She added, “I know that’s not something that most of the country will be able to do and it really breaks my heart. But again, it’s going to be about forging new connections and making do as we can.”The Cruel Intentions star is also considering celebrating Thanksgiving in March when she hopes the pandemic will have improved.- Advertisement – Screens at the table? Sarah Michelle Gellar will allow her family to use electronics during Thanksgiving to stay connected to loved ones who couldn’t join due to the coronavirus pandemic.The Buffy the Vampire Slayer alum, 43, exclusively told Us Weekly about her and husband Freddie Prinze Jr.‘s holiday plans while promoting her collaboration with Apothic Wines. The actress teamed up with the wine company in October to create an interactive Halloween experience.- Advertisement – “There’s no rule against having Thanksgiving dinner in March, you know?” she said. “Maybe we’ll throw one when things are calmer in the world, but for a March Thanksgiving, we’ll have a lot more to be thankful for.”Gellar also shared her entertaining tips for the holiday noting that decorations are less important than the food and wine. The actress said she counts “a nice Apothic red” as one of her favorite wines to enjoy.Sarah Michelle Gellar and Freddie Prinze Jr. Courtesy Sarah Michelle Gellar/Instagram“I think sometimes we get so bogged down in the tablescape and the settings and the flowers that we forget that it’s about enjoying the meal,” she said. “I always say this when people get married too. I’ve never left a wedding and been like, ‘That was the best floral arrangements I’ve ever seen, that was the best silverware.’ We leave with the memories of togetherness and a meal. So, I just always say to try to focus on that.”With reporting by Kayley Stumpe – Advertisement – “We’re fortunate that this has now happened in a time where we are so technologically connected and this is the one time I’ll allow electronics at the table,” she said. “People will sit at the table together and we’ll be with computers.”Sarah Michelle Gellar. ApothicGellar explained her Thanksgiving dinner with Prinze. Jr, 44, and kids Charlotte, 11, and Rocky, 8, will be hosted outside to allow for social distancing, but noted it’s an option she wishes was available for more people in the U.S.“Normally we host for a lot of people,” Gellar explained. “We don’t usually travel during Thanksgiving. We usually host it for people that can’t afford to go home or can’t get to their families and we usually do a really big one. And it’s so sad that this year there’s going to be so many people that can’t get home, but I don’t think it’s something that we can actually do. I mean, the beauty of living in California is that our weather usually does hold up until we will be able to do something outside.”- Advertisement –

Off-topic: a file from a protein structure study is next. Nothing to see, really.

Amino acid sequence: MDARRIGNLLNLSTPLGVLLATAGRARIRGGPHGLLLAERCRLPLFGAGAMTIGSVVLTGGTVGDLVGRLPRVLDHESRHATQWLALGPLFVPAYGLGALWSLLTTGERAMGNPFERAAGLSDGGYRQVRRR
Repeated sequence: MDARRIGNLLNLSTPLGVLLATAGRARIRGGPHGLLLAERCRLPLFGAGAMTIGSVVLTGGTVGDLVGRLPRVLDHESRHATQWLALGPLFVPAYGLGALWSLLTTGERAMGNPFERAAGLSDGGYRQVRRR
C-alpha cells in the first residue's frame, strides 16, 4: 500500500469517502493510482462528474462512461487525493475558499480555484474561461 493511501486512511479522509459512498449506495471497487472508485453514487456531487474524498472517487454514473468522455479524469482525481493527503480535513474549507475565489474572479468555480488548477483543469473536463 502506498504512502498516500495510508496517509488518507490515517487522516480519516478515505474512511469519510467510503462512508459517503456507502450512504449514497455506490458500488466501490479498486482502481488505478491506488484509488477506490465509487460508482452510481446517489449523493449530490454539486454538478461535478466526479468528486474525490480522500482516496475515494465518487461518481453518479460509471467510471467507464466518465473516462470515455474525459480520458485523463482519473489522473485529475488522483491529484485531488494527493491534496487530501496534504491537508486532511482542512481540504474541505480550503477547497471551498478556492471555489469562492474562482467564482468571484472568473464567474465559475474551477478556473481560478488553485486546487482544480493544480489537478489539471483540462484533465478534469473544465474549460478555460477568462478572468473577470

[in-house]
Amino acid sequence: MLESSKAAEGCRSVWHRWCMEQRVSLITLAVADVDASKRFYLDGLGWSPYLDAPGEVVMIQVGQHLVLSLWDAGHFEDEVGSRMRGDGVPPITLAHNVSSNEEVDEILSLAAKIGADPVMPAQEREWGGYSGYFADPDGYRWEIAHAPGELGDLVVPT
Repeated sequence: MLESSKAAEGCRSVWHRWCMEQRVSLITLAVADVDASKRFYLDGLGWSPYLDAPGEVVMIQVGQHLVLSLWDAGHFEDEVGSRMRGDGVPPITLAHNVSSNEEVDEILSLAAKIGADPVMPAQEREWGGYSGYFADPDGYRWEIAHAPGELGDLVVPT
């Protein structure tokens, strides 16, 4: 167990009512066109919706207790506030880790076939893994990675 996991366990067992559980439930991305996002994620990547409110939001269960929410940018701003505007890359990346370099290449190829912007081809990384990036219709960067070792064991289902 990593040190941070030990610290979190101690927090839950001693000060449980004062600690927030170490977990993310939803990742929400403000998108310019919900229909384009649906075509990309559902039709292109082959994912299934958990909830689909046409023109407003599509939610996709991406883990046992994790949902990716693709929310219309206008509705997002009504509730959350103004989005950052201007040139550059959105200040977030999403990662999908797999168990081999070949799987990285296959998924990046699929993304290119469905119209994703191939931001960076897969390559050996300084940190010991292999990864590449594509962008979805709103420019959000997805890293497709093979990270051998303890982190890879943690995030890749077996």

Lucerne, SwitzerlandMeanwhile, a joint study by researchers from Lucerne University’s Institute of Financial Services and the University of Basel’s Faculty of Economic Sciences confirmed the problem of cross-financing in the second pillar.“Today’s focus on secure pensions at a high level and the short-term obligations for interest rates and funding levels connected to it, which no longer match market environments, have to be questioned,” authors Yvonne Seiler Zimmermann and Heinz Zimmermann wrote.They emphasised that Pensionskassen “have to be able to invest in risky assets over the long term” to achieve higher returns.A second paper, by Swiss consultancy C-alm, also highlighted the potential of the second pillar but warned about too much flexibility for members, such as providing a free choice of Pensionskasse for individuals, which has been frequently discussed.The researchers argued that such “measures for liberalisation are breaking with the concept of an intergenerational risk pool”.They said this “would undermine a risk compensation and with it the possibility to take investment risks”.C-alm pointed out that risk taking and risk compensation needed an “appropriate level of collectivity and long-term perspective”.Both studies (in German) can be downloaded from the Asip, the Swiss pensions trade body.See the June edition of IPE for a country report focused on Switzerland. Pension promises made in the past cannot be adjusted under Swiss law, meaning older pensioners’ benefits are calculated using a higher Umwandlungssatz, or conversion rate. This rate determines how much of an individual’s total accrued pension they can receive every year.Newer pensioners receive considerably lower pensions from the second pillar and active members’ assets have to be used to fulfil all these promises.“Overall it can be noted that the systemic risks in the second pillar continue to increase with the changes in the economic, financial and demographic environments,” Pierre Triponez, president of the OAK, noted in his foreword to the supervisor’s annual report.He said there was need for action from the authorities on new legislation, especially after the pension reform package Altersvorsorge 2020 failed to get public approval last year in a national referendum.In its analysis of the financial situation of Swiss Pensionskassen, the OAK also noted that the long-term minimum interest rate granted stood at 2.75% – down from 2.97% in 2016. The technische Zins – the return assumed when calculating contributions – was lower at around 2.25% on average.The OAK expected more Pensionskassen to make adjustments to their parameters.Studies back up regulator’s fear Switzerland’s second-pillar pension funds are being forced to use assets accrued by people still working to pay current retirees’ pensions, according to the country’s pension regulator.“Systemic risks in the second pillar continue to increase with changes in the economic, financial and demographic environments”Pierre Triponez, president, OAKAround CHF7bn (€5.9bn) a year – roughly 1% of the total capital in the Swiss second pillar – must be taken from active members’ assets to pay for current benefits in Swiss Pensionskassen, the Oberaufsichtskommission (OAK) said in its 2017 report.“This annual reallocation has reached critical levels,” the OAK warned.